3 - Edoras (Discussions & Activites) & Online (Meeting Strand)
 
Sunday, September 5
 

12:00am BST

Double Knit: Fellowship of the Ring scarf
Intro to double knit technique, sharing a Fellowship of the Ring scarf.
You don't need to know how to knit - you can learn that easily enough (though Iwon't be teaching basic knitting), and then try this technique and make your own patterns.
But knowledge of knit and purl stitches will allow you to jump right in.
Plan to provide yourself with a pair of straight knitting needles - any size; 2 different colors of yarn, any size but they should be the same weights.
Here is the bulk of the pattern - it is a free download from ravelry.
https://www.ravelry.com/patterns/library/the-fellowship-of-the-ring 

the rest of the patterns are uploaded as files. feel free to copy, keep, use.

Speakers
avatar for Jossalyn Emslie

Jossalyn Emslie

Tolkien fan; speculative fiction fan; reader; yarn crafterjossemslie@yahoo.com


rune jpeg

Sunday September 5, 2021 12:00am - 1:30am BST
2 - The Cottage of Lost Play (Craft) & Online (Meeting Strand)

9:30am BST

The Spirit of Women in Tolkien’s Arda: The Representation of Love and Female Identity in Beren and Lúthien
Arda’s ladies have complex identities. Although they play a few crucial roles, they are by no means less influential than men in Arda’s history. Building on this and focusing on Beren and Lúthien’s story, I intend to address the representation of female identity in relation to the course of ‘History’ Tolkien created. To do so, I will investigate the concepts of identity and love in Lúthien’s subjectivity under the paradigms introduced through Judith Butler’s feministic reading of Hegel’s view on love. Butler argues that the object of desire is born through performativity of its representation over time. Accordingly, I will argue that pairs of love/loss and desire/lack lead Lúthien to uncertainty, otherness, and ambivalence. In return, this transforms Lúthien’s journey into a representation of love and a path of desire for recognition. Consequently, this desire forges for her identity a great asset to exercise its power and freedom to define and shape the spirit of her age.

Speakers
avatar for Ali Ghaderi

Ali Ghaderi

Ali Ghaderi holds a PhD in English literature from Razi University, Kermanshah, Iran. His research interests include high fantasy, continental and analytical philosophy, films/TV shows and contemporary American and British literature and popular culture. His PhD was mainly concerned... Read More →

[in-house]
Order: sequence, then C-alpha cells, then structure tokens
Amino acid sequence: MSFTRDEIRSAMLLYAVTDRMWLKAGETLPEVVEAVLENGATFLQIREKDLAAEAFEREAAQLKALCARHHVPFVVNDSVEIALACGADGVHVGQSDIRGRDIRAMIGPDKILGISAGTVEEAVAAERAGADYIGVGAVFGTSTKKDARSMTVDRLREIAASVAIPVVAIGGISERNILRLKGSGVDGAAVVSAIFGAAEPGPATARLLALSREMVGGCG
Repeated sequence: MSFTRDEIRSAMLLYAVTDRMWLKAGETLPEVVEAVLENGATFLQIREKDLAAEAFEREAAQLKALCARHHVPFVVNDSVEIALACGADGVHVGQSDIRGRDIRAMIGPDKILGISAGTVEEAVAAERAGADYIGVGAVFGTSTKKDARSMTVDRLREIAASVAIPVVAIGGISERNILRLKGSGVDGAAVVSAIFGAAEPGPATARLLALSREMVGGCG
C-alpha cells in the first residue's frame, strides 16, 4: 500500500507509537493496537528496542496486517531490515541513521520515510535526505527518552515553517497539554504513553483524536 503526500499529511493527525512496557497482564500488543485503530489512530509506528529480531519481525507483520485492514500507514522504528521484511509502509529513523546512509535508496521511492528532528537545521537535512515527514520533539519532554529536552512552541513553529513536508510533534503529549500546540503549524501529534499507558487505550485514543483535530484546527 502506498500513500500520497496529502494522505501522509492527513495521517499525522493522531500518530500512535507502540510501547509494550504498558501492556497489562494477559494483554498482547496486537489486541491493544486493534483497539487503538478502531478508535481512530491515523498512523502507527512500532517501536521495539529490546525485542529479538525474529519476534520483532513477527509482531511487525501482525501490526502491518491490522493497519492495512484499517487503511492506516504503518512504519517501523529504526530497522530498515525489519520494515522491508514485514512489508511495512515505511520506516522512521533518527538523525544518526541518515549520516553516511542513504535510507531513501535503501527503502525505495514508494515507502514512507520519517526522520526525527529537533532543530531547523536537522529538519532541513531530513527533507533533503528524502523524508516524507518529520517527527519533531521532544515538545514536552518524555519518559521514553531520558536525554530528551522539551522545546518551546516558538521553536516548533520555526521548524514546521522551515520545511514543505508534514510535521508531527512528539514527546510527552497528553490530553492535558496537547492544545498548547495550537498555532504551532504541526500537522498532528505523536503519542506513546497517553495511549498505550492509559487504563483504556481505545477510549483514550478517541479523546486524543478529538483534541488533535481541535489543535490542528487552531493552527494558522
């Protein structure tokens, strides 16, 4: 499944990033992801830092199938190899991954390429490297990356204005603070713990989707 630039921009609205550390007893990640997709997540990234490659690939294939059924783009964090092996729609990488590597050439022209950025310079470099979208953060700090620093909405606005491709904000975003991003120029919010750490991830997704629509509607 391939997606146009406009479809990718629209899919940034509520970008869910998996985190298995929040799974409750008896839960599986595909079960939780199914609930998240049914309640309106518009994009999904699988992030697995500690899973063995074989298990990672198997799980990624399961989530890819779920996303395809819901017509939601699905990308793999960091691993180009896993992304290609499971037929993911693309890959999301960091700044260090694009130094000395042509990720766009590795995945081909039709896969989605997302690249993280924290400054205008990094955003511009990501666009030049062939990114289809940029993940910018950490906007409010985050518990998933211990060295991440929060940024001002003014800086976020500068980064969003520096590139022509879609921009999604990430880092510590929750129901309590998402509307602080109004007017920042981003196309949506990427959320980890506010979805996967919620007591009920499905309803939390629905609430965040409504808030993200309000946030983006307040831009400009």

Sunday September 5, 2021 9:30am - 10:00am BST
1 - Mary Ogilvie Lecture Theatre & Online (Webinar Strand)

10:00am BST

The Representation of Human Agency in Roverandom (1925)
John Clute devised his model of full-fantasy in 1997 and then updated it in 2011. According to him, there are four gradual phases in fantasy: wrongness, thinning, recognition, and return. Roverandom can be identified as a smaller scale portal-quest fantasy, whereby the fantastic appears through entries, negotiations, transitions, and personal dealings. In this quest, the goal for Rover is to regain the original dog size and qualities. Throughout the paper presentation, I would like to explain the transforming adventures of the novel with a fictionalized maturation framework developed by me. The name of the model is "The Representation of Human Agency in Quest Fantasy Literature" (2016). Through drawing on from philosphy, psychology, sociology, and educational theories, it aims to outline the tracks and social integration processes within the adventurous journeys. Inspired by Clute's model, the new model offers to substantiate the stages of self-growth within fantasy fiction novels.

Speakers
avatar for Gözde Ersoy

Gözde Ersoy

Gözde Ersoy is an assistant professor of English Literature at Muğla Sıtkı Koçman University, Turkey. She received her PhD in English Literature from Brunel University, London (UK) in 2016, with a thesis entitled “Trajectories, thresholds, transformations: Coming of age in... Read More →


Sunday September 5, 2021 10:00am - 10:30am BST
1 - Mary Ogilvie Lecture Theatre & Online (Webinar Strand)

10:30am BST

Same Branch
An in depth analysis of Tolkien family tree from a different perspective, exploring the history of the Tolkien family tree , how the name arrived in Britain and the effects of association to JRR Tolkien

Speakers
avatar for Timothy Tolkien

Timothy Tolkien

Born at the turn of the century in Bristol, aspiring playwright and writer, part of the Tolkien family tree, a different branch to the professor's.


Sunday September 5, 2021 10:30am - 11:00am BST
1 - Mary Ogilvie Lecture Theatre & Online (Webinar Strand)